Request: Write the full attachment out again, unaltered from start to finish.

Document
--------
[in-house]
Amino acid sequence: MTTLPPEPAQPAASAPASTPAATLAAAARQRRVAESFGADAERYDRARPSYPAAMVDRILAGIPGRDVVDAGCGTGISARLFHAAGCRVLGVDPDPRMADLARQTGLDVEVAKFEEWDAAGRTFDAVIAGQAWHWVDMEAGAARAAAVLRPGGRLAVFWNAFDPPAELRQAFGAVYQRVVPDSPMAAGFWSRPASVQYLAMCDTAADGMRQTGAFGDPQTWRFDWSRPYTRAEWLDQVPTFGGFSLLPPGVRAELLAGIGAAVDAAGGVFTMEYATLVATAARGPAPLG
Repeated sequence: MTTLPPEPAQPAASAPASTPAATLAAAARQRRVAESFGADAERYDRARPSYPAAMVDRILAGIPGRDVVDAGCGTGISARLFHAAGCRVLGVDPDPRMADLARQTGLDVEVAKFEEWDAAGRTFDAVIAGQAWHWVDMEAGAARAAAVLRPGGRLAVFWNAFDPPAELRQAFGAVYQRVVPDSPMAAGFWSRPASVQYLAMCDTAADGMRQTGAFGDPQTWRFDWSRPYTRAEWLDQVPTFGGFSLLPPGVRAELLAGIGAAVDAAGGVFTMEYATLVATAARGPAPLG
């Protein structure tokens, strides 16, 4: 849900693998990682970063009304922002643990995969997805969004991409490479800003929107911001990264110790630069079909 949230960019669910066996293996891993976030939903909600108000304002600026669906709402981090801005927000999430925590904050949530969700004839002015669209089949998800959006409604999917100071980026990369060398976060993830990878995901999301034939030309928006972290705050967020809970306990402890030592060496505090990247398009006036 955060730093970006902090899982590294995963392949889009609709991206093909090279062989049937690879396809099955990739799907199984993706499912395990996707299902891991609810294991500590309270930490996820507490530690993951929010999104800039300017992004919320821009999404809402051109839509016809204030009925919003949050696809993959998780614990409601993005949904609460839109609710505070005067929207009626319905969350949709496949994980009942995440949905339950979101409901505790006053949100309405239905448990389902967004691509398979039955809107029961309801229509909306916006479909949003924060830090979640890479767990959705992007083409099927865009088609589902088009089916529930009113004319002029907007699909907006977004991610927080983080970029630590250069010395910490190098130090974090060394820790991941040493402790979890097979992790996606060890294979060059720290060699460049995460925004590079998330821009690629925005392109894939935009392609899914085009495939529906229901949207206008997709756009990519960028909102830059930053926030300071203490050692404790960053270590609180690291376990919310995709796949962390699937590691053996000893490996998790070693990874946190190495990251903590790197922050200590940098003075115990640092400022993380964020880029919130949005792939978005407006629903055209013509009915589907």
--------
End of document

[in-house]
Amino acid sequence: MTTLPPEPAQPAASAPASTPAATLAAAARQRRVAESFGADAERYDRARPSYPAAMVDRILAGIPGRDVVDAGCGTGISARLFHAAGCRVLGVDPDPRMADLARQTGLDVEVAKFEEWDAAGRTFDAVIAGQAWHWVDMEAGAARAAAVLRPGGRLAVFWNAFDPPAELRQAFGAVYQRVVPDSPMAAGFWSRPASVQYLAMCDTAADGMRQTGAFGDPQTWRFDWSRPYTRAEWLDQVPTFGGFSLLPPGVRAELLAGIGAAVDAAGGVFTMEYATLVATAARGPAPLG
Repeated sequence: MTTLPPEPAQPAASAPASTPAATLAAAARQRRVAESFGADAERYDRARPSYPAAMVDRILAGIPGRDVVDAGCGTGISARLFHAAGCRVLGVDPDPRMADLARQTGLDVEVAKFEEWDAAGRTFDAVIAGQAWHWVDMEAGAARAAAVLRPGGRLAVFWNAFDPPAELRQAFGAVYQRVVPDSPMAAGFWSRPASVQYLAMCDTAADGMRQTGAFGDPQTWRFDWSRPYTRAEWLDQVPTFGGFSLLPPGVRAELLAGIGAAVDAAGGVFTMEYATLVATAARGPAPLG
């Protein structure tokens, strides 16, 4: 849900693998990682970063009304922002643990995969997805969004991409490479800003929107911001990264110790630069079909 949230960019669910066996293996891993976030939903909600108000304002600026669906709402981090801005927000999430925590904050949530969700004839002015669209089949998800959006409604999917100071980026990369060398976060993830990878995901999301034939030309928006972290705050967020809970306990402890030592060496505090990247398009006036 955060730093970006902090899982590294995963392949889009609709991206093909090279062989049937690879396809099955990739799907199984993706499912395990996707299902891991609810294991500590309270930490996820507490530690993951929010999104800039300017992004919320821009999404809402051109839509016809204030009925919003949050696809993959998780614990409601993005949904609460839109609710505070005067929207009626319905969350949709496949994980009942995440949905339950979101409901505790006053949100309405239905448990389902967004691509398979039955809107029961309801229509909306916006479909949003924060830090979640890479767990959705992007083409099927865009088609589902088009089916529930009113004319002029907007699909907006977004991610927080983080970029630590250069010395910490190098130090974090060394820790991941040493402790979890097979992790996606060890294979060059720290060699460049995460925004590079998330821009690629925005392109894939935009392609899914085009495939529906229901949207206008997709756009990519960028909102830059930053926030300071203490050692404790960053270590609180690291376990919310995709796949962390699937590691053996000893490996998790070693990874946190190495990251903590790197922050200590940098003075115990640092400022993380964020880029919130949005792939978005407006629903055209013509009915589907």